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Can You Sue a Doctor for the Wrong Diagnosis?

Yes, you can sue when a doctor gets your illness or injury wrong. This is called "misdiagnosis" and is part of the legal field called medical malpractice.

The umbrella to this legal area is personal injury law. Personal injury cases are civil cases, not criminal cases. However, cases that were misdiagnosed on purpose or that result in death may have some criminal case elements.

What Is Misdiagnosis?

A misdiagnosis of your injury or sickness means the doctor guessed wrong or misread your test results. Their wrong diagnosis might:

  • Make your medical condition worse (for example, not treating you correctly, and then you have a heart attack)
  • Delay your correct diagnosis (for example, a patient's symptoms seem like kidney stones, so they are treated for that. A few hours later, it is clear that it is actually appendicitis and treatment is switched)
  • Result in more harm to you or death (called "wrongful death" in legal cases)

Misdiagnosis cases can also apply if your doctor fails to give you any diagnosis at all. In other situations, the hospital or pharmacy could be at fault.

These all violate the "medical standard of care" that you should expect when working with a medical professional. It can be considered medical negligence that the doctor fails to help you.

In all cases, your misdiagnosis must have caused an injury — or a loved one's death — in order for you to be able to sue a doctor for wrong diagnosis.

Common Misdiagnoses

With 1 in 20 patients misdiagnosed, doctors actually have a pretty good 95% success rate. However, a misdiagnosis could mean an illness goes untreated for too long, or a patient must suffer through unnecessary treatments. Here are some commonly misdiagnosed illnesses:

  1. Asthma — Misdiagnosed as recurring bronchitis
  2. Heart Attack — Misdiagnosed as indigestion, panic attack
  3. Lyme disease — Misdiagnosed as the flu, depression, or mononucleosis
  4. Parkinson's — Misdiagnosed as Alzheimer's, stroke, or stress
  5. Lupus — Misdiagnosed as chronic fatigue syndrome, fibromyalgia, or rheumatoid arthritis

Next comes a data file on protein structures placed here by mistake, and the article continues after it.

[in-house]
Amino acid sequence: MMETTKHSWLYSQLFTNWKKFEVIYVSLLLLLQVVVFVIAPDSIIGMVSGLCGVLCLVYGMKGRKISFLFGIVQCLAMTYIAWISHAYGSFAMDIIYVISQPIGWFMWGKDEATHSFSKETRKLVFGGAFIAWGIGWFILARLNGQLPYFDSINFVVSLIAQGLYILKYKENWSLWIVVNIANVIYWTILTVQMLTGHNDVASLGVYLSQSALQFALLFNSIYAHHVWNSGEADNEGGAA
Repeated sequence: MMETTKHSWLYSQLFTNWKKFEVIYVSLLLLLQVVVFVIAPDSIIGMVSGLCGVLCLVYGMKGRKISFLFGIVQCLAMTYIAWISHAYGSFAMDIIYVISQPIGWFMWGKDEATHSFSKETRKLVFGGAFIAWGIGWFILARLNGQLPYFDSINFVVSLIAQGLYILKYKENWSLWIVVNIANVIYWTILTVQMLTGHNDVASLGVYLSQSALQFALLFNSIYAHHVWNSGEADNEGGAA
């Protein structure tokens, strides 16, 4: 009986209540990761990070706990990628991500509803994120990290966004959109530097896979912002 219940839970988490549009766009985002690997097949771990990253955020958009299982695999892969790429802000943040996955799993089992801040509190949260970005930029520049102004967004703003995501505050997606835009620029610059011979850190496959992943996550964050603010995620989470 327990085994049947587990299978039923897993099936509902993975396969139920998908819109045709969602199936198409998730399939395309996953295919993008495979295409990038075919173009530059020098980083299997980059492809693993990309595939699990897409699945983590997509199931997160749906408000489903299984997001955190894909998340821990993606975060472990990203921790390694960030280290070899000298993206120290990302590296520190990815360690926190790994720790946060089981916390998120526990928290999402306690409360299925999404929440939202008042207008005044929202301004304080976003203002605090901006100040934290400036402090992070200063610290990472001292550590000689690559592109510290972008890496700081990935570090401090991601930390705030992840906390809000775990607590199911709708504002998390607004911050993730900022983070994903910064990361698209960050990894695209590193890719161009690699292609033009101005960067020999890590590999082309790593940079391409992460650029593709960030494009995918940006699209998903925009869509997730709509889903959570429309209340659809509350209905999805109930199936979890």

What Do I Do If I Am Worse After Seeing a Doctor?

If it is an emergency, then go to an emergency room or urgent care right away. Getting better is your first priority, and your attorney will advise you on how to proceed with the case. They should explain to you that you have a "duty" to:

  • Follow your doctor's orders unless they are making you worse or you see no improvement
  • Not wait around when you need additional care
  • Not wait around until things are worse on purpose
  • Not wait around because your doctor told you to

This is called "mitigating damages." In medical malpractice cases, the patient can be carefully reviewed just as much as the doctor. They will want to make sure you are not committing fraud by making your illness or injury worse on purpose. If you need different care, then you need to get it right away.

In some cases, you can take your original injuries or illness to trial against a doctor, but any new injuries that happened from waiting around may not be part of that trial. Those new injuries would be your own responsibility.

Having an attorney by your side from the beginning is the best way to avoid more problems and fight for a strong case.

Can I Prevent Being Misdiagnosed?

A doctor getting your diagnosis wrong is unfortunate, but mistakes can happen. You can try to reduce the chances of a misdiagnosis by:

  1. Asking questions if you are not getting better
  2. Asking for a second opinion or asking your first doctor to review your results again
  3. Writing down directions, terms, notes, or anything you do not understand
  4. Asking for other possible diagnoses so you can switch treatment if needed
  5. Finding a highly reviewed doctor or asking for recommendations for a new doctor